Top product pages by views – Top product pages can be categorized based on the number of views each product page has received. This helps focus on improving visibility of product pages that have not received the expected views.
Organic search metrics – Metrics that are used to track and analyze in organic SEO (search engine optimization) efforts are collectively known as organic search metrics and include parameters such as Quality score, Click-Through Rate (CTR), Conversion rate, Cost per conversion.
Website Traffic eCommerce Metrics
Newsletter subscribers – The number of users who have subscribed to the newsletter services.
Social followers – Social followers include all users who follow the brand’s social media accounts including Twitter, LinkedIn, Instagram, Pinterest etc.
Social engagement metrics – Metrics that are used to measure how brand’s social media messages are engaging its target audience and include parameters like clicks per post, shares per post, comments per post and likes per post.
Revenue by Source (email/PPC/social/etc) – Revenue by source is a breakdown of the whole revenue by all marketing channels that include organic search, paid search and referral.
Total sales from referral sites – Referral sites are sites that recommend your site through a hyperlink. Referral traffic is the number of visitors who have come to your site from sites (sources) that are apart from search engine.
Customer acquisition by campaign/promotion – Customer acquisition includes all activities like advertising and marketing for drawing new customers towards your brand. Since this involves costs, customer acquisition by campaign or customer acquisition cost (CAC) is the total campaign expenditure divided by new customers.
Sales by campaign/promotion – Total sales revenue generated per campaign or promotion.
% of shopping cart revived thru follow-ups – The ratio of total number of abandoned shopping carts by the number of carts revived through follow-up emails.
Sales from revived shopping cart – Sales revenue generated from shopping carts that were initially abandoned, but revived through follow-up emails.
Sales by demographics (gender/age/interest) – Sales revenue split by the user’s location, gender, age and interest.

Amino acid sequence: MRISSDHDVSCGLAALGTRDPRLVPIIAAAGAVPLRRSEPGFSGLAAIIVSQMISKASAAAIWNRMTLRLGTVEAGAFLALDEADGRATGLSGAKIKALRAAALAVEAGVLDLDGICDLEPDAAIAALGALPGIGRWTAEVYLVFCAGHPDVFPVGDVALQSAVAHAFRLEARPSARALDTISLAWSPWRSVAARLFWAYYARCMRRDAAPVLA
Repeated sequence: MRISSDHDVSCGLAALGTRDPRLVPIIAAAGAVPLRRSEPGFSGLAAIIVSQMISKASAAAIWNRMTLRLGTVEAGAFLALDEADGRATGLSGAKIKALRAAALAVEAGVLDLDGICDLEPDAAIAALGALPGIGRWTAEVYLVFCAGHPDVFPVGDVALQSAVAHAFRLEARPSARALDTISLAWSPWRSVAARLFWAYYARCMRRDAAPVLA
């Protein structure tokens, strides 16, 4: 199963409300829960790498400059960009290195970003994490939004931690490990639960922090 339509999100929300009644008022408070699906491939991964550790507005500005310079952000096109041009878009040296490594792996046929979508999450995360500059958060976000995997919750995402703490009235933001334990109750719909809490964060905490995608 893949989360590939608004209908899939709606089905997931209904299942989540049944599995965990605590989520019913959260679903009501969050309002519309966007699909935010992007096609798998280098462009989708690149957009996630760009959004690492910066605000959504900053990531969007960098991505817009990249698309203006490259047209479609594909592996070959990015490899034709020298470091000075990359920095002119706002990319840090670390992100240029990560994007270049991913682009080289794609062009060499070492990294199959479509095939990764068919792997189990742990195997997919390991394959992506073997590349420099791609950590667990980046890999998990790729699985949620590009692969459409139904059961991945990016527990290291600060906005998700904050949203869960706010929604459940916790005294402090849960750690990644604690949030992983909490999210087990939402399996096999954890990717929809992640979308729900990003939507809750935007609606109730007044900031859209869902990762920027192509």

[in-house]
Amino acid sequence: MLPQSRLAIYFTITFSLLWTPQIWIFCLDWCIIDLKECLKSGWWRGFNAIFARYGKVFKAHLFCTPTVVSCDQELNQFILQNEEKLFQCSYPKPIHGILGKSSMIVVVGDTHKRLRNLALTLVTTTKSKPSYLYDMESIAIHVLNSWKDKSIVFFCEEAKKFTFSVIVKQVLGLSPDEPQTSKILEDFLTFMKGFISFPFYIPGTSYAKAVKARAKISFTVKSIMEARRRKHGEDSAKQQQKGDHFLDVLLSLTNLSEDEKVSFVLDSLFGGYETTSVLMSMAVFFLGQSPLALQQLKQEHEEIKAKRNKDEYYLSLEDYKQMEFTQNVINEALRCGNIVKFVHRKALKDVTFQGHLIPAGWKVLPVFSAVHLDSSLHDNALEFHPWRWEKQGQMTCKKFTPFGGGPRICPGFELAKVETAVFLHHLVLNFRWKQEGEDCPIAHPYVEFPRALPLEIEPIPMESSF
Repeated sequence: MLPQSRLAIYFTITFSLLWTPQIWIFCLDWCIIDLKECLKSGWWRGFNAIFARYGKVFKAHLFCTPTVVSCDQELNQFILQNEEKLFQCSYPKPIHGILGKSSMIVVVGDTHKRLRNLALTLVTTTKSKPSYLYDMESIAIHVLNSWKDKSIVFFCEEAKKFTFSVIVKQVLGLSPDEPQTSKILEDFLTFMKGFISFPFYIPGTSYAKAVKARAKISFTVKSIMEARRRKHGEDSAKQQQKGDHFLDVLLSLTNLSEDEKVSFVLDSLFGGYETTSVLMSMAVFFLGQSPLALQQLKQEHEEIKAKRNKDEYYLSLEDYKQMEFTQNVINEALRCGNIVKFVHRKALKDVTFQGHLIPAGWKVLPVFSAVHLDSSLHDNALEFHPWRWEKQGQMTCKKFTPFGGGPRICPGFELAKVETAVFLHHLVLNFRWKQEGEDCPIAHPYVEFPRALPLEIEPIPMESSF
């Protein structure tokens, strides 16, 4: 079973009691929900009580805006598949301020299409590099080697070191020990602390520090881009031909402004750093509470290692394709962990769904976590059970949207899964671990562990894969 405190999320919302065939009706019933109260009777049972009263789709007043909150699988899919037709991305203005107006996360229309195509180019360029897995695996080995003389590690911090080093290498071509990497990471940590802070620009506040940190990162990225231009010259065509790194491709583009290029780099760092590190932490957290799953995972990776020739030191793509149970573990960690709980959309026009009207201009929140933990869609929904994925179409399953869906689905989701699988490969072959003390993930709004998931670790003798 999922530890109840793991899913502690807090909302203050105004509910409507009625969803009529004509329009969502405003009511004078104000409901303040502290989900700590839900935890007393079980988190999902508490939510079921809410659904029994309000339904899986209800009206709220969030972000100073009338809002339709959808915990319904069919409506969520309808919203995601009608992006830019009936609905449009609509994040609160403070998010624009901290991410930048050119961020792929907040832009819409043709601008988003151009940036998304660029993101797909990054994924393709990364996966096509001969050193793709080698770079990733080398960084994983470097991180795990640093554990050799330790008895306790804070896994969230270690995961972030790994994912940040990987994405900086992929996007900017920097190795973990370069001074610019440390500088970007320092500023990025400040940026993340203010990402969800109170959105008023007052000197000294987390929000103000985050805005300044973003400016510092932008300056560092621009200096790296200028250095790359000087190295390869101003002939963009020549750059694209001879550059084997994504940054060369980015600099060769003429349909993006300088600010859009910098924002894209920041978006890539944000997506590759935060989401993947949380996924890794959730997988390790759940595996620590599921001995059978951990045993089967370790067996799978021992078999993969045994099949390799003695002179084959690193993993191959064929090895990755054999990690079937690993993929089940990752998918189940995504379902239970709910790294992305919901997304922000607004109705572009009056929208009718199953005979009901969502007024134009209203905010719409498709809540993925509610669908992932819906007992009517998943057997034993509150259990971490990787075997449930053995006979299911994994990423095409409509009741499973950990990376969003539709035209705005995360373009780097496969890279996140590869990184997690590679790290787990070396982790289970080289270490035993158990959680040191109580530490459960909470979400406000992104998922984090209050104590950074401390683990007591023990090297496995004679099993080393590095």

Next quarter top selling products (predictive) – Prediction of products that might make into the ‘top-selling’ category in the upcoming quarter.
Email campaign metrics (open/CTR/etc) – All metrics that assess the effectiveness of email campaigns like open rate, click-through-rate are collectively known as email campaign metrics.
Engagement rate with personalization campaigns – personalization campaigns is marketing that is targeted to reach specific stage of the buyer’s journey. The activities include messaging through multiple channels. The engagement rate with personalization campaigns is the number of visitors who viewed the ad divided by number of users who engaged (e.g: clicked the action button) with the campaign.
Product reviews (day/month) – The frequency of product reviews received on a daily or monthly basis.
Drop-offs by stage (journey) – the metric which calculates at which stage in the customer journey that the particular customer loses interest.
Average Clicks to Buy (CTB) – The number of times a buyer clicks for a successful checkout is Clicks to Buy (CTB). Average CTB is ideally expected to be around 4 or 6 clicks to complete purchases.
Heat maps for all pages (find patterns) – Heat map indicates where a site visitor spends maximum time on a particular page. Finding patterns from heat map for all pages help optimize the pages for enhancing user engagement.
Top 5 Journeys used for buying – Finding the top 5 customer journeys that users have followed and ended up buying your product, solution or service.
Least used journeys for buying – Finding the customer journeys that users have rarely used when making a purchase to know what can be improved.
Last interaction attribution model – Attribution model is the set of rules that determine how sale is credited and conversion is assigned to touchpoints in conversion paths. Last interaction model assigns 100% credit to the last touchpoint (click) that immediately preceded sales or conversion. First interaction attribution model – First interaction attribution model provides 100% credits to the first touchpoint (click) in the conversion path.
Assisted Interaction – Assisted interaction is a way to categorize a channel in Google Analytics. It is the number of sales and conversions a specific channel played as ‘assist role’ for that conversion. The higher the revenue generated from the specific channel, the higher is its assisted interaction.